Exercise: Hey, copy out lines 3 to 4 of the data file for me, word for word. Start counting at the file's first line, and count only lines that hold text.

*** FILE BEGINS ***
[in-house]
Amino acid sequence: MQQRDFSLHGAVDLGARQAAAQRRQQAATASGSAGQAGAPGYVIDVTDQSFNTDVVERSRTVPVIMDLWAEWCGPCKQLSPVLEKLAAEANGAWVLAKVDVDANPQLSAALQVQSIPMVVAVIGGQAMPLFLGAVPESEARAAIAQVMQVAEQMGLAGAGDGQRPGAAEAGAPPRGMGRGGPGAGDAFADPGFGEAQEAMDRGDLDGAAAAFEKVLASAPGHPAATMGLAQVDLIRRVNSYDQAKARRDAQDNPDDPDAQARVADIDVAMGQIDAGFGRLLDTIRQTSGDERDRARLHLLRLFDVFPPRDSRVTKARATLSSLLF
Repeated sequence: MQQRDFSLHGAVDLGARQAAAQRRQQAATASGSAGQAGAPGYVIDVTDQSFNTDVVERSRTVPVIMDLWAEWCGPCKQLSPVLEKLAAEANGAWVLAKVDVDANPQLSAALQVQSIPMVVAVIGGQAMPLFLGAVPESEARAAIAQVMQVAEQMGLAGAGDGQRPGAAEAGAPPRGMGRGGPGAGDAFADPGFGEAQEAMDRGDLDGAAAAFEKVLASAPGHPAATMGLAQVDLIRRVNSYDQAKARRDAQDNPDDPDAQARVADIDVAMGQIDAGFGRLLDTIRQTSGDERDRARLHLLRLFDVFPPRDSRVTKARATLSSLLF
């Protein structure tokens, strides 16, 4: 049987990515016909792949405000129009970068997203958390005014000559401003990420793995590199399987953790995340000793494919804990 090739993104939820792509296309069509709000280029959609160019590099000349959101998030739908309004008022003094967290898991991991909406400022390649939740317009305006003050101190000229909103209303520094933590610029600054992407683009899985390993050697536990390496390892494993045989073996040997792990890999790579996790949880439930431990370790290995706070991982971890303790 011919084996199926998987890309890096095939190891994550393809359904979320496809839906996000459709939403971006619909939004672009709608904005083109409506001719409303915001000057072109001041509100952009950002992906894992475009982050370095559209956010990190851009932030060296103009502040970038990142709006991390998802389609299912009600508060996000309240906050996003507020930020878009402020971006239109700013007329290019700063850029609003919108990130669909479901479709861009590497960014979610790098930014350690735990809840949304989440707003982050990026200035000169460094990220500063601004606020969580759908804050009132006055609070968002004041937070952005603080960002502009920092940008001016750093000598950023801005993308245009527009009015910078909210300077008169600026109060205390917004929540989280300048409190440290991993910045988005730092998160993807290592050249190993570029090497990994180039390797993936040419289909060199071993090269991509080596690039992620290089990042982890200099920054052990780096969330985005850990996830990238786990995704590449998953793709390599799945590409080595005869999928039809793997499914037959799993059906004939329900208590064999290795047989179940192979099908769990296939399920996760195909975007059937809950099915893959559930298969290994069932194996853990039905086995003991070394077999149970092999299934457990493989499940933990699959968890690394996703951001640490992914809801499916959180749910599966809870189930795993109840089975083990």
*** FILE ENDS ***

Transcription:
Repeated sequence: MQQRDFSLHGAVDLGARQAAAQRRQQAATASGSAGQAGAPGYVIDVTDQSFNTDVVERSRTVPVIMDLWAEWCGPCKQLSPVLEKLAAEANGAWVLAKVDVDANPQLSAALQVQSIPMVVAVIGGQAMPLFLGAVPESEARAAIAQVMQVAEQMGLAGAGDGQRPGAAEAGAPPRGMGRGGPGAGDAFADPGFGEAQEAMDRGDLDGAAAAFEKVLASAPGHPAATMGLAQVDLIRRVNSYDQAKARRDAQDNPDDPDAQARVADIDVAMGQIDAGFGRLLDTIRQTSGDERDRARLHLLRLFDVFPPRDSRVTKARATLSSLLF
């Protein structure tokens, strides 16, 4: 049987990515016909792949405000129009970068997203958390005014000559401003990420793995590199399987953790995340000793494919804990 090739993104939820792509296309069509709000280029959609160019590099000349959101998030739908309004008022003094967290898991991991909406400022390649939740317009305006003050101190000229909103209303520094933590610029600054992407683009899985390993050697536990390496390892494993045989073996040997792990890999790579996790949880439930431990370790290995706070991982971890303790 011919084996199926998987890309890096095939190891994550393809359904979320496809839906996000459709939403971006619909939004672009709608904005083109409506001719409303915001000057072109001041509100952009950002992906894992475009982050370095559209956010990190851009932030060296103009502040970038990142709006991390998802389609299912009600508060996000309240906050996003507020930020878009402020971006239109700013007329290019700063850029609003919108990130669909479901479709861009590497960014979610790098930014350690735990809840949304989440707003982050990026200035000169460094990220500063601004606020969580759908804050009132006055609070968002004041937070952005603080960002502009920092940008001016750093000598950023801005993308245009527009009015910078909210300077008169600026109060205390917004929540989280300048409190440290991993910045988005730092998160993807290592050249190993570029090497990994180039390797993936040419289909060199071993090269991509080596690039992620290089990042982890200099920054052990780096969330985005850990996830990238786990995704590449998953793709390599799945590409080595005869999928039809793997499914037959799993059906004939329900208590064999290795047989179940192979099908769990296939399920996760195909975007059937809950099915893959559930298969290994069932194996853990039905086995003991070394077999149970092999299934457990493989499940933990699959968890690394996703951001640490992914809801499916959180749910599966809870189930795993109840089975083990």